Tom Sawyer is the American prototype of the good bad boy. Unlike his friend Huck Finn, a genuine outcast, he is always into mischief but never in real trouble. He is a member of society and shares its values--at the end of the novel, he will not let Huck be a member of his robber gang until Huck agrees to live a respectable life with the Widow Douglas. And despite the mean trick Tom plays on his Aunt Polly, (that is, pretending to be dead so he can attend his own funeral), his place in her family is never in doubt.
Tom Sawyer is episodic and open-ended, as much a series of loosely connected short stories as a novel. Tom plays hooky from school, and, condemned to spend Saturday whitewashing a fence as punishment, tricks his friends into doing it. He wins a prize at Sunday school, not by memorizing Scripture but by trading for the tickets issued to children who did memorize it. He plays pirates and robbers, then gets a taste of the real thing when he sees the outlaw Injun Joe committing a murder. Having fallen in love with Becky Thatcher, he accompanies her on a picnic that her parents give for the village children, and the two get lost in a cave. Finally--a touch without which no boy’s adventure book would be complete--Tom and Huck explore the cave again and find the treasure Injun Joe had hidden there.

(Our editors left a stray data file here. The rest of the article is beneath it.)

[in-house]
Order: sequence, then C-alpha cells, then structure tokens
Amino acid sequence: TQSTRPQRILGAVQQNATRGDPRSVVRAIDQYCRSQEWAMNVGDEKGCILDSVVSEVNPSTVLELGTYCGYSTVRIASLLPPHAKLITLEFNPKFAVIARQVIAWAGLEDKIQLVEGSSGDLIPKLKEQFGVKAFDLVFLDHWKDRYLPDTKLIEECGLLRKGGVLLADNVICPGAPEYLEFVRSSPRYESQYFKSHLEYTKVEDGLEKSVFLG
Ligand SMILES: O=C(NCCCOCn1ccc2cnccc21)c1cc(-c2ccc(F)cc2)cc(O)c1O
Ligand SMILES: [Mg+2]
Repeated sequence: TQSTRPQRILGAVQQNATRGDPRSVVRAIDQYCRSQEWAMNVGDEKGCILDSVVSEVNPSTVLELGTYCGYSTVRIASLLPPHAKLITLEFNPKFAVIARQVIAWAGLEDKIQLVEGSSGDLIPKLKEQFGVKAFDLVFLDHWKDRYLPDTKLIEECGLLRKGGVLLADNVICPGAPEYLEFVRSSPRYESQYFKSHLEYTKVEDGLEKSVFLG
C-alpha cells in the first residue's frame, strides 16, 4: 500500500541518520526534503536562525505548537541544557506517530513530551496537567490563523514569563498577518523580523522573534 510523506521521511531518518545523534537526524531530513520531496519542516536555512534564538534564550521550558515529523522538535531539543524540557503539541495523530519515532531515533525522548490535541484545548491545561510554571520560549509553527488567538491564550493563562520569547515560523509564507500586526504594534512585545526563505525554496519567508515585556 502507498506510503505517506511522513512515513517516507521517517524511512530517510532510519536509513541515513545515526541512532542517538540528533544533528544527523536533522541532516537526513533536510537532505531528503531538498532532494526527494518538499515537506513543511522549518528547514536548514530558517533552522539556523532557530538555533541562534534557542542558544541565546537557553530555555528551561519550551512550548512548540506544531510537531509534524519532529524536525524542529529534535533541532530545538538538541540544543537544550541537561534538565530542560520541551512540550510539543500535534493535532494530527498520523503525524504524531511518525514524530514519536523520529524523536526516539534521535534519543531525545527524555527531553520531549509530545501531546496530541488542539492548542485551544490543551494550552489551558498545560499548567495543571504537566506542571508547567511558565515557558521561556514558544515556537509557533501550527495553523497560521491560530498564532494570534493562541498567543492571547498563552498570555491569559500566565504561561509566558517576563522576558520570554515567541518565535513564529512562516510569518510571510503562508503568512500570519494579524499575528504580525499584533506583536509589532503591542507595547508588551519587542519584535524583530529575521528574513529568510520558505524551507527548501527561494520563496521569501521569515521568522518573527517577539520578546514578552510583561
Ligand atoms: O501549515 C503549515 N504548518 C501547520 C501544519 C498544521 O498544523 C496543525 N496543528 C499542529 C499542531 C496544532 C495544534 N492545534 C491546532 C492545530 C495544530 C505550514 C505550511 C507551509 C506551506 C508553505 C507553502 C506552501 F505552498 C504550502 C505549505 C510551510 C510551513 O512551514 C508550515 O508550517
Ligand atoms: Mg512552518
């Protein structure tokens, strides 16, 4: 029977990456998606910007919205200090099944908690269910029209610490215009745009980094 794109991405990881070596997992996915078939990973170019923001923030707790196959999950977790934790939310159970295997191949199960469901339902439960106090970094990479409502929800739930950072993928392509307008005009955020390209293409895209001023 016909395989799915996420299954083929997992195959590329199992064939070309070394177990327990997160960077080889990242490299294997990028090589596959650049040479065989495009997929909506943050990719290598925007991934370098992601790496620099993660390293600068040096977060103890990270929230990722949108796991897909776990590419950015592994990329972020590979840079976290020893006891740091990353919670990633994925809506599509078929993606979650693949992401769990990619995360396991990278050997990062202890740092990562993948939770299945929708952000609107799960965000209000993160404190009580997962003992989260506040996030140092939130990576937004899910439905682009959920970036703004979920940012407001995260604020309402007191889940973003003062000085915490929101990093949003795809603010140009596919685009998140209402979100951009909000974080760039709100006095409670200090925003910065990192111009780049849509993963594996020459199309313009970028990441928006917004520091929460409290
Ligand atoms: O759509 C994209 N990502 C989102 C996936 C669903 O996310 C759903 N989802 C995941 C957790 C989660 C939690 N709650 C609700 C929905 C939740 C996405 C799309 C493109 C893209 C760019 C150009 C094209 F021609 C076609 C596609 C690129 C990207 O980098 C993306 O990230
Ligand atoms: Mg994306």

TOM SAWYER is all innocent nostalgia, a rhapsodic memory piece. Told from an adult’s point of view, it is weakest where Twain intrudes and moralizes. At its best, it lacks the seriousness--the constant underlying awareness of the dark side of life--of Huckleberry Finn, its famous sequel. As an unpretentious boyhood idyll it is unsurpassed.
Blair, Walter. “Tom Sawyer.” In Mark Twain: A Collection of Critical Essays, edited by Henry Nash Smith. Englewood Cliffs, N.J.: Prentice-Hall, 1963. A leading Mark Twain scholar traces autobiographical and literary influences in The Adventures of Tom Sawyer. Shows how Mark Twain adapted real people, places, and events into this early novel.
Fields, Wayne. “When the Fences Are Down: Language and Order in The Adventures of Tom Sawyer and Huckleberry Finn.” Journal of American Studies 24, no. 3 (December, 1990): 369-386. A valuable comparison of the two novels. Images of fences place Tom Sawyer within an ordered community, while Huck explores a disordered, insecure world outside the fences.
Norton, Charles A. Writing “Tom Sawyer”: The Adventures of a Classic. Jefferson, N.C.: MacFarland, 1983. The most complete analysis of how Mark Twain wrote the novel.
Rasmussen, R. Kent. Mark Twain A to Z: The Essential Reference to His Life and Writings. New York: Facts On File, 1995. Contains a detailed synopsis of the novel, cross-referenced to analytical essays on every character and place mentioned in the text, as well as other related subjects.
Robinson, Forrest G. “Social Play and Bad Faith in The Adventures of Tom Sawyer.” Nineteenth-Century Literature 39, no. 1 (June, 1984): 1-24. Defends the novel’s reputation by asserting that its coherence relies on a dominant character with “a dream of himself as a hero in a world of play.”
Twain, Mark. The Adventures of Tom Sawyer, Tom Sawyer Abroad, and Tom Sawyer, Detective. Edited by John C. Gerber, Paul Baender, and Terry Firkins. Berkeley: University of California Press, 1980. The definitive, corrected edition of all three Tom Sawyer novels, prepared by the Mark Twain Project at Berkeley. Heavily annotated, with citations to many specialized sources.